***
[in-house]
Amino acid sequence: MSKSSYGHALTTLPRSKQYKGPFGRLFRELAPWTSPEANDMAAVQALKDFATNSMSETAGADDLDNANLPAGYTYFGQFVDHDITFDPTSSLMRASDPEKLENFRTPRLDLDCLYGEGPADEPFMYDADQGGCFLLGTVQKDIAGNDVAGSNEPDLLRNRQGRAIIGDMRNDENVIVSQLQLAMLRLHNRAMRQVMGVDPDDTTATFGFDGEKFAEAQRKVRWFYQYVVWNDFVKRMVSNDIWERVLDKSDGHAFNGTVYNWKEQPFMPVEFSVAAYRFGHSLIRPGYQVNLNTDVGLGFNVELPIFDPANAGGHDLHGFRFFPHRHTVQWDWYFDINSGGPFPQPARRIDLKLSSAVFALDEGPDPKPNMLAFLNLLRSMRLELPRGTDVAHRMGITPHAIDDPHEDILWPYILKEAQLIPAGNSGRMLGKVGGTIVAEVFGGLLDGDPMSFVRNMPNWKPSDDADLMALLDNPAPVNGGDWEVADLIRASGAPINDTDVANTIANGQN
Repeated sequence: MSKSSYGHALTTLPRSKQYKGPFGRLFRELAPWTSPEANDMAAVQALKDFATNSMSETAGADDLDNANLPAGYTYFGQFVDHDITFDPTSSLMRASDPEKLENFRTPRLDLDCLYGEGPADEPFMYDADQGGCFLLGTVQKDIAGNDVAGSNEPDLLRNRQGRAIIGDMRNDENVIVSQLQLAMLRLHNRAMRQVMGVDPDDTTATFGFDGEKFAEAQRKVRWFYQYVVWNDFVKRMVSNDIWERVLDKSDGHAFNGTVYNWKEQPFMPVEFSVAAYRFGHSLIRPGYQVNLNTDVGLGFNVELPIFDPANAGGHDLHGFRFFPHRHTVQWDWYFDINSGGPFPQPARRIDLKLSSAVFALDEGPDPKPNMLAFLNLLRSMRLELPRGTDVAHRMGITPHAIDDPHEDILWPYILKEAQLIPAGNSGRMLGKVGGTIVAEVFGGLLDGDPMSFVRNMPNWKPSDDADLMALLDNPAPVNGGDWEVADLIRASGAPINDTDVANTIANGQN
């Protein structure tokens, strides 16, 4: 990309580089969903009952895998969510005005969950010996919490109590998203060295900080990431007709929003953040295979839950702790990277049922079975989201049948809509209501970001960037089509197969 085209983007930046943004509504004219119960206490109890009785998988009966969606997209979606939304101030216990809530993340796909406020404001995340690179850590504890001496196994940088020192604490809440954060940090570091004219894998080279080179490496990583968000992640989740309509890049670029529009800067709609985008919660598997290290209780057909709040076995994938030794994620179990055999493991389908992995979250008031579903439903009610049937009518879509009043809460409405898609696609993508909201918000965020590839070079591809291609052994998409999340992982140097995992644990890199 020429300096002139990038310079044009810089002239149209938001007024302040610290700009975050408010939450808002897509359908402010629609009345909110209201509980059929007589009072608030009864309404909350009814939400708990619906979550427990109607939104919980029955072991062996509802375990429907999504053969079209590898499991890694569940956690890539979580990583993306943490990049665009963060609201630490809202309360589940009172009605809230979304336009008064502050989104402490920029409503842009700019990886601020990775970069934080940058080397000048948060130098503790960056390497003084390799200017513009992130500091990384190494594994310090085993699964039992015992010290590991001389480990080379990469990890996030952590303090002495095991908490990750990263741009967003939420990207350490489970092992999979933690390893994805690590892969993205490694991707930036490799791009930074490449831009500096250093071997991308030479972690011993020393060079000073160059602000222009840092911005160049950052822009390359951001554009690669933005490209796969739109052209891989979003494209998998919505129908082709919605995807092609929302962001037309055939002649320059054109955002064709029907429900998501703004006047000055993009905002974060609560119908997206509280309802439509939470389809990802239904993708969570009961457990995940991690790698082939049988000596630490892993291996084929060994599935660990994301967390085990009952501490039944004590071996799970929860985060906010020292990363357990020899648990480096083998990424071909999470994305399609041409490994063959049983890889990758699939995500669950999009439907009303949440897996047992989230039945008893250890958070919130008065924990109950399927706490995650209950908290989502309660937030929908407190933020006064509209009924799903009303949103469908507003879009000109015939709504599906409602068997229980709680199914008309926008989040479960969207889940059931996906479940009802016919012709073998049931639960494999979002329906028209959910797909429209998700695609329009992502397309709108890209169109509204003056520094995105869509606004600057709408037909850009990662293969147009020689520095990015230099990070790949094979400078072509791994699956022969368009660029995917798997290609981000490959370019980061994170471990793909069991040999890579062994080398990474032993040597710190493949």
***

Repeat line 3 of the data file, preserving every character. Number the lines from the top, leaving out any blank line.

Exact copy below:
Repeated sequence: MSKSSYGHALTTLPRSKQYKGPFGRLFRELAPWTSPEANDMAAVQALKDFATNSMSETAGADDLDNANLPAGYTYFGQFVDHDITFDPTSSLMRASDPEKLENFRTPRLDLDCLYGEGPADEPFMYDADQGGCFLLGTVQKDIAGNDVAGSNEPDLLRNRQGRAIIGDMRNDENVIVSQLQLAMLRLHNRAMRQVMGVDPDDTTATFGFDGEKFAEAQRKVRWFYQYVVWNDFVKRMVSNDIWERVLDKSDGHAFNGTVYNWKEQPFMPVEFSVAAYRFGHSLIRPGYQVNLNTDVGLGFNVELPIFDPANAGGHDLHGFRFFPHRHTVQWDWYFDINSGGPFPQPARRIDLKLSSAVFALDEGPDPKPNMLAFLNLLRSMRLELPRGTDVAHRMGITPHAIDDPHEDILWPYILKEAQLIPAGNSGRMLGKVGGTIVAEVFGGLLDGDPMSFVRNMPNWKPSDDADLMALLDNPAPVNGGDWEVADLIRASGAPINDTDVANTIANGQN